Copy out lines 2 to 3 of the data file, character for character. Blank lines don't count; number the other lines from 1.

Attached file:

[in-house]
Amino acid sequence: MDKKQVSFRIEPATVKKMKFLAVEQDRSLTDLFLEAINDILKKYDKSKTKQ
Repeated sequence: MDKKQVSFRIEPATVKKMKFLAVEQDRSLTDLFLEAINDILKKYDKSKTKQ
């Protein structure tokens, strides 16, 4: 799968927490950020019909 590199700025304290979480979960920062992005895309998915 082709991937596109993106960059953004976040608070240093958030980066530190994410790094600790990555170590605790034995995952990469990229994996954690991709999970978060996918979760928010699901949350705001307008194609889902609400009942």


Amino acid sequence: MDKKQVSFRIEPATVKKMKFLAVEQDRSLTDLFLEAINDILKKYDKSKTKQ
Repeated sequence: MDKKQVSFRIEPATVKKMKFLAVEQDRSLTDLFLEAINDILKKYDKSKTKQ